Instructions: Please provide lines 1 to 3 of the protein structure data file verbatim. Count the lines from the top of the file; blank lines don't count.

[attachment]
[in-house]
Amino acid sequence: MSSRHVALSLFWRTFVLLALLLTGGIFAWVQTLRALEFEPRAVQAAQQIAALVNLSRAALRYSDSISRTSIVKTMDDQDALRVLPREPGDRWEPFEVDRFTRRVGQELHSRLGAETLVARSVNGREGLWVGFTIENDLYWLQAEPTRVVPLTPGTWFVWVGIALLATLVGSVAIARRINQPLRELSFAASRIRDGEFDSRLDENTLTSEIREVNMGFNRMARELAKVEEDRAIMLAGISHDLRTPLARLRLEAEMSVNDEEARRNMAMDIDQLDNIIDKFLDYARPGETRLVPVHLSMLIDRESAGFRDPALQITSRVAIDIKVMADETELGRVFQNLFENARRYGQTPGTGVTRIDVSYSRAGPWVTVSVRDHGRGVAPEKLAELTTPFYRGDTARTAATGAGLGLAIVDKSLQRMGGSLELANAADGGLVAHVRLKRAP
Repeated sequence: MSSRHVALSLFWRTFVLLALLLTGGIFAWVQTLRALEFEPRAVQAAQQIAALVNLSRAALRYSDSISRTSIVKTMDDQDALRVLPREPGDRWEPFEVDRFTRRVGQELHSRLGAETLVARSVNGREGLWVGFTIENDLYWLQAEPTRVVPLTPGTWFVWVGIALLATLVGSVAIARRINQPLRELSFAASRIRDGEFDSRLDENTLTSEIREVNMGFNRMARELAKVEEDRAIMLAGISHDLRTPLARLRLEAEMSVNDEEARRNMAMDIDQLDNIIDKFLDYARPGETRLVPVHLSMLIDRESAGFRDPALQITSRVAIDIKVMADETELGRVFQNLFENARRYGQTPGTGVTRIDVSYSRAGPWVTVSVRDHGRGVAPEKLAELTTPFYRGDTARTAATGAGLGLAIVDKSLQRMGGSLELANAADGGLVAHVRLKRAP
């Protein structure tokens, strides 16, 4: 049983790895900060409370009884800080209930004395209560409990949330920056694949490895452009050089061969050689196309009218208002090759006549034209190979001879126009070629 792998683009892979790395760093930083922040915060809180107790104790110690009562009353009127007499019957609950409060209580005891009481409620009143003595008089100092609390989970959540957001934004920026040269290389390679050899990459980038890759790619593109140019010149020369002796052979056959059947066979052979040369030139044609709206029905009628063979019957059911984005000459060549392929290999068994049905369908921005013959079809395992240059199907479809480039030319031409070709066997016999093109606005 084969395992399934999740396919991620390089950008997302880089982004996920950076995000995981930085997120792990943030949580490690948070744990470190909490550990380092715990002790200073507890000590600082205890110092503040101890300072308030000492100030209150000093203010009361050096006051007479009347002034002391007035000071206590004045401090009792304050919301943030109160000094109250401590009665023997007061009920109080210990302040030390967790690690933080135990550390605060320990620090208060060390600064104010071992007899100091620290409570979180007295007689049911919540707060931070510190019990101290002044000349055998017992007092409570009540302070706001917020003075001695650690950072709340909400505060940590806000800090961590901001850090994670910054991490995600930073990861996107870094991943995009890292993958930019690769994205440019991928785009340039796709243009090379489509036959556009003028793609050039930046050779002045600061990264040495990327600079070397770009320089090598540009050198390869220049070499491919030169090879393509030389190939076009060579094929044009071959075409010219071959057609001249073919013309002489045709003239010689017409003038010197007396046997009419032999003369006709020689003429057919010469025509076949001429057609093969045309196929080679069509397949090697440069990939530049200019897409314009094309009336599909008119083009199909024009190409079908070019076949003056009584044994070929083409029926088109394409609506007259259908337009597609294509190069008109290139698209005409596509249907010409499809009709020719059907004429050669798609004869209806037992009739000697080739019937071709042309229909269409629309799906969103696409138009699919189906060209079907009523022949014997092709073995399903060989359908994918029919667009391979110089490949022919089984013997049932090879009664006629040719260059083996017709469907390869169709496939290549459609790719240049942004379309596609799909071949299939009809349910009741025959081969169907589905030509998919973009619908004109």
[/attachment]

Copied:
[in-house]
Amino acid sequence: MSSRHVALSLFWRTFVLLALLLTGGIFAWVQTLRALEFEPRAVQAAQQIAALVNLSRAALRYSDSISRTSIVKTMDDQDALRVLPREPGDRWEPFEVDRFTRRVGQELHSRLGAETLVARSVNGREGLWVGFTIENDLYWLQAEPTRVVPLTPGTWFVWVGIALLATLVGSVAIARRINQPLRELSFAASRIRDGEFDSRLDENTLTSEIREVNMGFNRMARELAKVEEDRAIMLAGISHDLRTPLARLRLEAEMSVNDEEARRNMAMDIDQLDNIIDKFLDYARPGETRLVPVHLSMLIDRESAGFRDPALQITSRVAIDIKVMADETELGRVFQNLFENARRYGQTPGTGVTRIDVSYSRAGPWVTVSVRDHGRGVAPEKLAELTTPFYRGDTARTAATGAGLGLAIVDKSLQRMGGSLELANAADGGLVAHVRLKRAP
Repeated sequence: MSSRHVALSLFWRTFVLLALLLTGGIFAWVQTLRALEFEPRAVQAAQQIAALVNLSRAALRYSDSISRTSIVKTMDDQDALRVLPREPGDRWEPFEVDRFTRRVGQELHSRLGAETLVARSVNGREGLWVGFTIENDLYWLQAEPTRVVPLTPGTWFVWVGIALLATLVGSVAIARRINQPLRELSFAASRIRDGEFDSRLDENTLTSEIREVNMGFNRMARELAKVEEDRAIMLAGISHDLRTPLARLRLEAEMSVNDEEARRNMAMDIDQLDNIIDKFLDYARPGETRLVPVHLSMLIDRESAGFRDPALQITSRVAIDIKVMADETELGRVFQNLFENARRYGQTPGTGVTRIDVSYSRAGPWVTVSVRDHGRGVAPEKLAELTTPFYRGDTARTAATGAGLGLAIVDKSLQRMGGSLELANAADGGLVAHVRLKRAP